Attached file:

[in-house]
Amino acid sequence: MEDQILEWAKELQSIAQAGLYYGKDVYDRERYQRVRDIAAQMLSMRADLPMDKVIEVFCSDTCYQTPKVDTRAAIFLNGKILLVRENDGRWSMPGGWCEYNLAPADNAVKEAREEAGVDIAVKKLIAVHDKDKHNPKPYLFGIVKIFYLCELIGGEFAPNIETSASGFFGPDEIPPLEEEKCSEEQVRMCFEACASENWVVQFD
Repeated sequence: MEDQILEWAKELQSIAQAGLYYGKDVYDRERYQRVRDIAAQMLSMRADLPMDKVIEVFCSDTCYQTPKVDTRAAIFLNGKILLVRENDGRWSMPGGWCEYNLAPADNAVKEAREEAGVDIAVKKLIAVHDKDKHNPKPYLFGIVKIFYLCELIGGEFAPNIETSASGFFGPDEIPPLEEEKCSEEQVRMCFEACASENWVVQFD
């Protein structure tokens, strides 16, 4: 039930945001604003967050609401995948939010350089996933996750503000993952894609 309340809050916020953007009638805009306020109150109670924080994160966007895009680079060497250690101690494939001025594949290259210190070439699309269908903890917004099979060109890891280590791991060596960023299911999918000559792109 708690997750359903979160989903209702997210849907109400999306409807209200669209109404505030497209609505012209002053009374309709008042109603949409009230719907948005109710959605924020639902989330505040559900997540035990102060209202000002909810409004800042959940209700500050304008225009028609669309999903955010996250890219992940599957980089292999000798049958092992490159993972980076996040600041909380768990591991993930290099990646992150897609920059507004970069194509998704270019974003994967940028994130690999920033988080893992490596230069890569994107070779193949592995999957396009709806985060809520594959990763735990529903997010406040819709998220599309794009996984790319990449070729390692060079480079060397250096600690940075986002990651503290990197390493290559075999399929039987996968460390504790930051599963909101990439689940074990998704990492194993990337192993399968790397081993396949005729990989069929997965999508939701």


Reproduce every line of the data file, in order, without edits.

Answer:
[in-house]
Amino acid sequence: MEDQILEWAKELQSIAQAGLYYGKDVYDRERYQRVRDIAAQMLSMRADLPMDKVIEVFCSDTCYQTPKVDTRAAIFLNGKILLVRENDGRWSMPGGWCEYNLAPADNAVKEAREEAGVDIAVKKLIAVHDKDKHNPKPYLFGIVKIFYLCELIGGEFAPNIETSASGFFGPDEIPPLEEEKCSEEQVRMCFEACASENWVVQFD
Repeated sequence: MEDQILEWAKELQSIAQAGLYYGKDVYDRERYQRVRDIAAQMLSMRADLPMDKVIEVFCSDTCYQTPKVDTRAAIFLNGKILLVRENDGRWSMPGGWCEYNLAPADNAVKEAREEAGVDIAVKKLIAVHDKDKHNPKPYLFGIVKIFYLCELIGGEFAPNIETSASGFFGPDEIPPLEEEKCSEEQVRMCFEACASENWVVQFD
């Protein structure tokens, strides 16, 4: 039930945001604003967050609401995948939010350089996933996750503000993952894609 309340809050916020953007009638805009306020109150109670924080994160966007895009680079060497250690101690494939001025594949290259210190070439699309269908903890917004099979060109890891280590791991060596960023299911999918000559792109 708690997750359903979160989903209702997210849907109400999306409807209200669209109404505030497209609505012209002053009374309709008042109603949409009230719907948005109710959605924020639902989330505040559900997540035990102060209202000002909810409004800042959940209700500050304008225009028609669309999903955010996250890219992940599957980089292999000798049958092992490159993972980076996040600041909380768990591991993930290099990646992150897609920059507004970069194509998704270019974003994967940028994130690999920033988080893992490596230069890569994107070779193949592995999957396009709806985060809520594959990763735990529903997010406040819709998220599309794009996984790319990449070729390692060079480079060397250096600690940075986002990651503290990197390493290559075999399929039987996968460390504790930051599963909101990439689940074990998704990492194993990337192993399968790397081993396949005729990989069929997965999508939701």